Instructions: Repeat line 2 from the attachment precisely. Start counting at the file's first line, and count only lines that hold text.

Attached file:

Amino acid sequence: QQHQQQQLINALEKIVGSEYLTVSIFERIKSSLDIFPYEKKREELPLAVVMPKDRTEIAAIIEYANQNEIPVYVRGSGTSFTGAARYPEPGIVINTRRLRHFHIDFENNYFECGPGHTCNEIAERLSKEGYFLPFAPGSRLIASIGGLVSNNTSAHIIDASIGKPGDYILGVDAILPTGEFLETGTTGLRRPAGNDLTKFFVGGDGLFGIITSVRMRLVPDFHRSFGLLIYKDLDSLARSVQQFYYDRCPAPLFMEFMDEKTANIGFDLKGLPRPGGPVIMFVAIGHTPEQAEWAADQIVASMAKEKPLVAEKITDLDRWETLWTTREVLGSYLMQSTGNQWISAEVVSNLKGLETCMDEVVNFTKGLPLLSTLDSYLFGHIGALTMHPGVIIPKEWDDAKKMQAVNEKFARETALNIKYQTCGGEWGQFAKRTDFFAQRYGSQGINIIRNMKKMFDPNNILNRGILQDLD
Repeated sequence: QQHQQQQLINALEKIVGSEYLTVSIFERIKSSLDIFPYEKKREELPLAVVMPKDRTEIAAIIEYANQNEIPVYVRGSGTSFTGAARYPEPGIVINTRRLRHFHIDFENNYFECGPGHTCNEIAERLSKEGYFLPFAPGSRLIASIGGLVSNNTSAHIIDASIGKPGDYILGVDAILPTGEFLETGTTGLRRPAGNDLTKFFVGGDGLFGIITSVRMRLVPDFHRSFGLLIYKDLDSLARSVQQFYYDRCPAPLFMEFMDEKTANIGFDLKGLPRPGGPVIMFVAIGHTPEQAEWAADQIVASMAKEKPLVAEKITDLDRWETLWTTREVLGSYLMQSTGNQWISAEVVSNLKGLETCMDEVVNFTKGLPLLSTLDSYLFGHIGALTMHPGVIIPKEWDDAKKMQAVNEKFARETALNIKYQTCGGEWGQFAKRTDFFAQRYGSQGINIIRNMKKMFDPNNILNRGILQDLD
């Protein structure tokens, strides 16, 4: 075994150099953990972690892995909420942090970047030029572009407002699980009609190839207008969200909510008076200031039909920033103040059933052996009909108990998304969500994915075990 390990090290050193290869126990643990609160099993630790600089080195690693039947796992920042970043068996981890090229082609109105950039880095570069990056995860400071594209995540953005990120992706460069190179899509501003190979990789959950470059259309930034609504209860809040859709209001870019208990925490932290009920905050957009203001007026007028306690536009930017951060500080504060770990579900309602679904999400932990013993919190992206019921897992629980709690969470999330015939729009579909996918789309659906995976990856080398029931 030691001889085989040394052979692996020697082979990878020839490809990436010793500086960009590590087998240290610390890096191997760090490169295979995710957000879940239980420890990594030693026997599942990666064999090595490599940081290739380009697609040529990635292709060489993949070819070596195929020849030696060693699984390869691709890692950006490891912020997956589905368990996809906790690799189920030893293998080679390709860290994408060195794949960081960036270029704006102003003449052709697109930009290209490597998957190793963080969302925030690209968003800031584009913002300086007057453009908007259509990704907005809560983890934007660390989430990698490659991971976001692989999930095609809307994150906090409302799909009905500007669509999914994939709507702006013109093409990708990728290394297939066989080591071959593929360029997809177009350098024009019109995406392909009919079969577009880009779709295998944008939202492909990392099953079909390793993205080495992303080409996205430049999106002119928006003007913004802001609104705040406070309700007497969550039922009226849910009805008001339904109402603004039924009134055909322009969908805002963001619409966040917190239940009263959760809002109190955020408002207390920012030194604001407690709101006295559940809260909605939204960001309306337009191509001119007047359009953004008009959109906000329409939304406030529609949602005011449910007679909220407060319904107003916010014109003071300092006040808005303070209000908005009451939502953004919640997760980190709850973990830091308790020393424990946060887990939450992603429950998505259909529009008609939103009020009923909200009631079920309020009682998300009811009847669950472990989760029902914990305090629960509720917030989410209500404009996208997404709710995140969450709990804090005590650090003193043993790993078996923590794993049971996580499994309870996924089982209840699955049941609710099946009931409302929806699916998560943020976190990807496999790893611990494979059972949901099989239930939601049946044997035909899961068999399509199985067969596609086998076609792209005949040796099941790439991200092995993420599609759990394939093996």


Repeated sequence: QQHQQQQLINALEKIVGSEYLTVSIFERIKSSLDIFPYEKKREELPLAVVMPKDRTEIAAIIEYANQNEIPVYVRGSGTSFTGAARYPEPGIVINTRRLRHFHIDFENNYFECGPGHTCNEIAERLSKEGYFLPFAPGSRLIASIGGLVSNNTSAHIIDASIGKPGDYILGVDAILPTGEFLETGTTGLRRPAGNDLTKFFVGGDGLFGIITSVRMRLVPDFHRSFGLLIYKDLDSLARSVQQFYYDRCPAPLFMEFMDEKTANIGFDLKGLPRPGGPVIMFVAIGHTPEQAEWAADQIVASMAKEKPLVAEKITDLDRWETLWTTREVLGSYLMQSTGNQWISAEVVSNLKGLETCMDEVVNFTKGLPLLSTLDSYLFGHIGALTMHPGVIIPKEWDDAKKMQAVNEKFARETALNIKYQTCGGEWGQFAKRTDFFAQRYGSQGINIIRNMKKMFDPNNILNRGILQDLD